The USMS may prefer not to have disclosures reach this Committee, but the law guarantees that federal employees have the right to communicate with Congress. As you are aware, whistleblower communications with the Committee are protected disclosures, and federal employees have Constitutional rights to express their concerns to Congress under the First Amendment. Denying or interfering with employees’ rights to furnish information to Congress is also against the law. Federal officials who even attempt to interfere with employees’ rights to communicate directly with Congress are not entitled to have their salaries paid by taxpayer dollars. Specifically, Section 713 of the Consolidated and Further Continuing Appropriations Act denies appropriated funds to pay “the salary of any officer or employee of the Federal Government, who . . . prohibits or prevents, or attempts or threatens to prohibit or prevent” another federal officer or employee from communicating with Congress.
As this Committee is an entity “other than the OIG,” Ms. Duncan’s instruction not to release “anything” seems to be, at the very least, an attempt to prohibit or prevent further such communications.
In the Department’s letter of June 24, 2015, to myself and Senator Lankford, Assistant Attorney General Peter Kadzik wrote that the Department shares the view “that whistleblowers provide an important service and are a vital part of ensuring good government and stopping waste, fraud, and abuse.” Mr. Kadzik further wrote that “the Department has many measures in place aimed at ensuring that all employees, managers, and supervisors are fully aware of whistleblowers’ rights and the Department’s responsibilities.” Mr. Kadzik cited the “No Fear Act” training required of all new employees, as well as the Department’s online resources regarding the Whistleblower Protection Enhancement Act of 2012. He also notes that the Department is conducting an ongoing review of the U.S. Marshals Service human resources programs and will examine training provided to “employees, managers, and supervisors” regarding applicable rights and responsibilities under the whistleblower laws. Finally, the Committee is aware that the USMS very recently has issued whistleblower protection training to its employees.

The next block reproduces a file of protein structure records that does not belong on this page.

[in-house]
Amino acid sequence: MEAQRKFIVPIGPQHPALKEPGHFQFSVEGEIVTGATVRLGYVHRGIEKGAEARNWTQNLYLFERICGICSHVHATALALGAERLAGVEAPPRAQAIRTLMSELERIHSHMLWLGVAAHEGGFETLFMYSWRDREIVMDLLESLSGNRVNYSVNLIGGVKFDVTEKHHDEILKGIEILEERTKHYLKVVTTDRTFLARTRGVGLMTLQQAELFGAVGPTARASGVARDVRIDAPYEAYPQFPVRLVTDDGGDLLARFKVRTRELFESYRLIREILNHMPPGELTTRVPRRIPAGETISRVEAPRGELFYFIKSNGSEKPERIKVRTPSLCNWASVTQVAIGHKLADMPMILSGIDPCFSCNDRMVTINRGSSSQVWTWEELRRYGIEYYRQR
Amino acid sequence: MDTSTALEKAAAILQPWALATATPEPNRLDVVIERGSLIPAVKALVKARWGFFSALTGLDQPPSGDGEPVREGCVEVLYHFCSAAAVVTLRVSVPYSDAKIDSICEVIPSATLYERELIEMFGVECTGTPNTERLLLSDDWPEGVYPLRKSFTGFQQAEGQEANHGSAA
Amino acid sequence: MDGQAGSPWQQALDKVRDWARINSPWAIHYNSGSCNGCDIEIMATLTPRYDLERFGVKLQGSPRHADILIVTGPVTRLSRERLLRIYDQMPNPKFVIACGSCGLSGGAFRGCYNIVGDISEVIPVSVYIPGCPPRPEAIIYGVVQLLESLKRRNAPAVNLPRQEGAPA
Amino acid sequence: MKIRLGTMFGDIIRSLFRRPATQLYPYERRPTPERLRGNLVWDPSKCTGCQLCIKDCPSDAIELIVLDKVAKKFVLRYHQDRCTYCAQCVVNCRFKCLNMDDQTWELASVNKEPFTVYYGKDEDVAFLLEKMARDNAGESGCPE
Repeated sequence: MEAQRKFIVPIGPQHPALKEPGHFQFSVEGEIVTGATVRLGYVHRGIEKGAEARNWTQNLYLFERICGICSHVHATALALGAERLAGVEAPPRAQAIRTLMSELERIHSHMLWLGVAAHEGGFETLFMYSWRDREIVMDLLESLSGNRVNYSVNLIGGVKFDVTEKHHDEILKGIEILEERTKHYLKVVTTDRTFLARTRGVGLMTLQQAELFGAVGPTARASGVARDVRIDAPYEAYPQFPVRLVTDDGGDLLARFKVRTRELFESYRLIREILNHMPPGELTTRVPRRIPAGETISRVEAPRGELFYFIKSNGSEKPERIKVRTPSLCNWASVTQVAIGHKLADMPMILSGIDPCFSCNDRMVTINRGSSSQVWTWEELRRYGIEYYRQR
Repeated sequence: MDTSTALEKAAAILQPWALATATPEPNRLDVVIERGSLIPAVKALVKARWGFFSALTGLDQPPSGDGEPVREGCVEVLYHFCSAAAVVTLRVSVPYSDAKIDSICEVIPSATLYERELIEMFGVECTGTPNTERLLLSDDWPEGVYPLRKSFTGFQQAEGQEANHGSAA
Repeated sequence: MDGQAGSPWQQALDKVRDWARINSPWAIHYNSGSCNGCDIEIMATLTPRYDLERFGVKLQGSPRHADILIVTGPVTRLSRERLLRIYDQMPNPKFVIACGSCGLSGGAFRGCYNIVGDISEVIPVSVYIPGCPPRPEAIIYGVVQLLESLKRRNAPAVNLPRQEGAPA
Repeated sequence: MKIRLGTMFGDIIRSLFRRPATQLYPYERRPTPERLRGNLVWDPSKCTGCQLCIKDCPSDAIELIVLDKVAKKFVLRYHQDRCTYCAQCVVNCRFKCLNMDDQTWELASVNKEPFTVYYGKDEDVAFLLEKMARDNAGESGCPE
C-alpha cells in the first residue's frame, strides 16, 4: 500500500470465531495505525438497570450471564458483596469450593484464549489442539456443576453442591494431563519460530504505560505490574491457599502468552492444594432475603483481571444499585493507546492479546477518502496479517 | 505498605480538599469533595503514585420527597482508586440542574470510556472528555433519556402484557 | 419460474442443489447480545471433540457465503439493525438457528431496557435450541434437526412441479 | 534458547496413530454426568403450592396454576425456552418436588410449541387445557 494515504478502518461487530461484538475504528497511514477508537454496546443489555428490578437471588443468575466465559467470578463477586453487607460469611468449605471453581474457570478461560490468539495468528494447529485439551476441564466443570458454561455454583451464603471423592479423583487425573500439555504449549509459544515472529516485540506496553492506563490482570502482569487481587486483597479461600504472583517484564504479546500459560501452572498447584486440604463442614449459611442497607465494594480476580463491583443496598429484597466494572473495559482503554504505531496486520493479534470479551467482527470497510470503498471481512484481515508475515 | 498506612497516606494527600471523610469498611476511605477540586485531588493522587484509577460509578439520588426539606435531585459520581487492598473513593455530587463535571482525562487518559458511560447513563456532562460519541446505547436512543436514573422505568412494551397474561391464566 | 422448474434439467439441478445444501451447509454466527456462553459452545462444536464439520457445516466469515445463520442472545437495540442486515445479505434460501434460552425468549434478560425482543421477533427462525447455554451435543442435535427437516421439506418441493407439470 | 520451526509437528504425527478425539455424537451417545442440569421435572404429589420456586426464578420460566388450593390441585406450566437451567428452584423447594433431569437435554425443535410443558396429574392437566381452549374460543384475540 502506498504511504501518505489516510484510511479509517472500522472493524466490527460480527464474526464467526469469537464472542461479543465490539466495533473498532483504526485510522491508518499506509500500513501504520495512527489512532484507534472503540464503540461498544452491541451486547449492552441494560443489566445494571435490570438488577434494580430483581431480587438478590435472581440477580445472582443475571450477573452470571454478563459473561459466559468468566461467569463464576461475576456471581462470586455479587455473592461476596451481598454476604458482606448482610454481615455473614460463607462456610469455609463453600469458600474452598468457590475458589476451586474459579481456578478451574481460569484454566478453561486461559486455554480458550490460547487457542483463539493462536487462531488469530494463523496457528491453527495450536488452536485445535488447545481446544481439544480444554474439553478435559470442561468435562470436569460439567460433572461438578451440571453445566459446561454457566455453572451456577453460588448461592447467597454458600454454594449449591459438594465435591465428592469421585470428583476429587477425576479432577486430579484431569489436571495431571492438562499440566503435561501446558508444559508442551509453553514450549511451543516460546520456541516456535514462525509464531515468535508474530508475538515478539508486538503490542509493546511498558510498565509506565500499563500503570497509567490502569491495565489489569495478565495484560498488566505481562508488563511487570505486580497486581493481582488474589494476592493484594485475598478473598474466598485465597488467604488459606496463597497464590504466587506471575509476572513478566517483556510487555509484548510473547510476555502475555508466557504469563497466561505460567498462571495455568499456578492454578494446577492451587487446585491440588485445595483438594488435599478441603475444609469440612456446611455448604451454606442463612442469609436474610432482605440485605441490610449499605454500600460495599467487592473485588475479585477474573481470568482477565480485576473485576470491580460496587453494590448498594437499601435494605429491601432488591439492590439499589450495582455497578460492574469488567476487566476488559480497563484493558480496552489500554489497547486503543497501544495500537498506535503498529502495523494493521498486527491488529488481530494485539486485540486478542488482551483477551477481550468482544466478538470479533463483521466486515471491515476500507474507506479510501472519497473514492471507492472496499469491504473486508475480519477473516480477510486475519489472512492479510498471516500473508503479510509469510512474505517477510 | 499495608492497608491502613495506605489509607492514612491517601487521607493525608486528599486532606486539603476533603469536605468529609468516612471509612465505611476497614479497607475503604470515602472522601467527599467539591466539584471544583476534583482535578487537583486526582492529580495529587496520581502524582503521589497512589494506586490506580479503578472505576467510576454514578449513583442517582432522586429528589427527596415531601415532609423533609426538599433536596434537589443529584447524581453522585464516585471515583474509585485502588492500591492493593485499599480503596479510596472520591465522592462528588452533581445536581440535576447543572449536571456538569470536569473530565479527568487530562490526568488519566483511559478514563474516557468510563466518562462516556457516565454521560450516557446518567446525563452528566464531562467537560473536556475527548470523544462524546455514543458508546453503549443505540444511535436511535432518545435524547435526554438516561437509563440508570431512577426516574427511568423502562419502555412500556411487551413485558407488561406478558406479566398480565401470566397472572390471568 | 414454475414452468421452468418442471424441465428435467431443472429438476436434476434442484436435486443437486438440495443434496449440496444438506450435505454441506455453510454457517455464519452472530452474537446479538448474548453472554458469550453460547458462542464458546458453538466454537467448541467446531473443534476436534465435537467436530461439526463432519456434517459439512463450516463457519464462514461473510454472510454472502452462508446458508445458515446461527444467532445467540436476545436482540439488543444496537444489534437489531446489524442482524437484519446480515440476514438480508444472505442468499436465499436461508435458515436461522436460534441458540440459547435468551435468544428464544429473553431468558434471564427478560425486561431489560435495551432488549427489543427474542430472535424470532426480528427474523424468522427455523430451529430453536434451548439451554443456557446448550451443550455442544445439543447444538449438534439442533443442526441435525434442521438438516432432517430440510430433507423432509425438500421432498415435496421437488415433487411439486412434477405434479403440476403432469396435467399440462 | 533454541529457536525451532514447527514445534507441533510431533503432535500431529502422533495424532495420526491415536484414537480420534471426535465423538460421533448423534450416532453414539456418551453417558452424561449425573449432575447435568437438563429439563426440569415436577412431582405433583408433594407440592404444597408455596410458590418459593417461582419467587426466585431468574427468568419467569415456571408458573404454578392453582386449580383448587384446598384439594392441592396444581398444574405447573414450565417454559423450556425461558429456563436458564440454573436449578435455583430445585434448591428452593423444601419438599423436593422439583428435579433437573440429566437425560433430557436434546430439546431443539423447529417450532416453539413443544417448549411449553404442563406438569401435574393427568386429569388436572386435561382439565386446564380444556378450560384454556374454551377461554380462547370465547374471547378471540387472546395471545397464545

Those are all good first steps, but they are not enough if the laws and rules regarding whistleblower protection are not actually respected and enforced by Department personnel.
Accordingly, please respond to the following questions by November 4, 2015:
1. Please describe the steps you will take to prevent Ms. Sharon Duncan from further attempting to interfere with a whistleblower’s right to speak to Congress.
2. Is Ms. Duncan’s salary paid from appropriated funds?
3. With respect to Mr. Jeffrey Foster specifically and other whistleblowers generally, what steps will you take to ensure that their right to speak with Congress is not infringed?
4. Please provide copies of all USMS policies or written guidance related to employee communications with Congress, including all written communications to USMS employees referencing 5 U.S.C. § 7211 or § 713 of the Consolidated and Further Continuing Appropriations Act (or the parallel restrictions from previous appropriations bills).
5. What steps will you take to evaluate whether the USMS has in this instance, or in other instances, violated appropriations restrictions by paying sums unavailable for the salary of employees who attempt to prevent federal employees from directly communicating with Congress?
I appreciate your continued cooperation and assistance in this matter. If you have any questions, please contact DeLisa Lay of my staff at (202) 224-5225.
Charles E. Grassley
Committee on the Judiciary